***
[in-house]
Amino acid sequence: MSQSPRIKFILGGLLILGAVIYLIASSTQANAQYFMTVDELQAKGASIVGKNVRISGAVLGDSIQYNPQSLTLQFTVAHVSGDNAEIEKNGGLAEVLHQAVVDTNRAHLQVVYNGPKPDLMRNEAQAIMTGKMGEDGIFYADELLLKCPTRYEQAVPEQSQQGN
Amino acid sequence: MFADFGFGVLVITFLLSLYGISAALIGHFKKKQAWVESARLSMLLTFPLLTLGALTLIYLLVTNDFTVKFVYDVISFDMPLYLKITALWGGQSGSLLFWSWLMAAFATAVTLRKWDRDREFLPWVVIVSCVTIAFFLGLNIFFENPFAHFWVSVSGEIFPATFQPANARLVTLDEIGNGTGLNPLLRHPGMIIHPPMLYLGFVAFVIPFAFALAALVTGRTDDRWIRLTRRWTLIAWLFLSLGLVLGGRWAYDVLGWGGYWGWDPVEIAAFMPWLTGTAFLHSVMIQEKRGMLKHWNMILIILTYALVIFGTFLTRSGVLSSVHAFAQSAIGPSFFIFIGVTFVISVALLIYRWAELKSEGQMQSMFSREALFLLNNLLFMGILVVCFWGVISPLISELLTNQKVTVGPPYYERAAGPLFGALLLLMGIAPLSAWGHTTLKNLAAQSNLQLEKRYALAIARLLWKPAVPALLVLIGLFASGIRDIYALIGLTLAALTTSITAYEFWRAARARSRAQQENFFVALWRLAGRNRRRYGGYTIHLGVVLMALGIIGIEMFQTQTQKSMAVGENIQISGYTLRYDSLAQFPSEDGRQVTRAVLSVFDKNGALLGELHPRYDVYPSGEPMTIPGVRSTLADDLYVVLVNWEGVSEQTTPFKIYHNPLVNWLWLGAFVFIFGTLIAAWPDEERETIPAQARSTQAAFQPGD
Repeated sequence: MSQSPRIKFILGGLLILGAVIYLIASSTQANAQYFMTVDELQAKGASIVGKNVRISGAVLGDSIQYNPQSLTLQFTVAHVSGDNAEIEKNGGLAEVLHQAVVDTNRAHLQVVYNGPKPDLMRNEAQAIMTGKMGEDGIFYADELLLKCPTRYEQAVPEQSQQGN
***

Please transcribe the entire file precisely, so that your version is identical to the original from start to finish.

[in-house]
Amino acid sequence: MSQSPRIKFILGGLLILGAVIYLIASSTQANAQYFMTVDELQAKGASIVGKNVRISGAVLGDSIQYNPQSLTLQFTVAHVSGDNAEIEKNGGLAEVLHQAVVDTNRAHLQVVYNGPKPDLMRNEAQAIMTGKMGEDGIFYADELLLKCPTRYEQAVPEQSQQGN
Amino acid sequence: MFADFGFGVLVITFLLSLYGISAALIGHFKKKQAWVESARLSMLLTFPLLTLGALTLIYLLVTNDFTVKFVYDVISFDMPLYLKITALWGGQSGSLLFWSWLMAAFATAVTLRKWDRDREFLPWVVIVSCVTIAFFLGLNIFFENPFAHFWVSVSGEIFPATFQPANARLVTLDEIGNGTGLNPLLRHPGMIIHPPMLYLGFVAFVIPFAFALAALVTGRTDDRWIRLTRRWTLIAWLFLSLGLVLGGRWAYDVLGWGGYWGWDPVEIAAFMPWLTGTAFLHSVMIQEKRGMLKHWNMILIILTYALVIFGTFLTRSGVLSSVHAFAQSAIGPSFFIFIGVTFVISVALLIYRWAELKSEGQMQSMFSREALFLLNNLLFMGILVVCFWGVISPLISELLTNQKVTVGPPYYERAAGPLFGALLLLMGIAPLSAWGHTTLKNLAAQSNLQLEKRYALAIARLLWKPAVPALLVLIGLFASGIRDIYALIGLTLAALTTSITAYEFWRAARARSRAQQENFFVALWRLAGRNRRRYGGYTIHLGVVLMALGIIGIEMFQTQTQKSMAVGENIQISGYTLRYDSLAQFPSEDGRQVTRAVLSVFDKNGALLGELHPRYDVYPSGEPMTIPGVRSTLADDLYVVLVNWEGVSEQTTPFKIYHNPLVNWLWLGAFVFIFGTLIAAWPDEERETIPAQARSTQAAFQPGD
Repeated sequence: MSQSPRIKFILGGLLILGAVIYLIASSTQANAQYFMTVDELQAKGASIVGKNVRISGAVLGDSIQYNPQSLTLQFTVAHVSGDNAEIEKNGGLAEVLHQAVVDTNRAHLQVVYNGPKPDLMRNEAQAIMTGKMGEDGIFYADELLLKCPTRYEQAVPEQSQQGN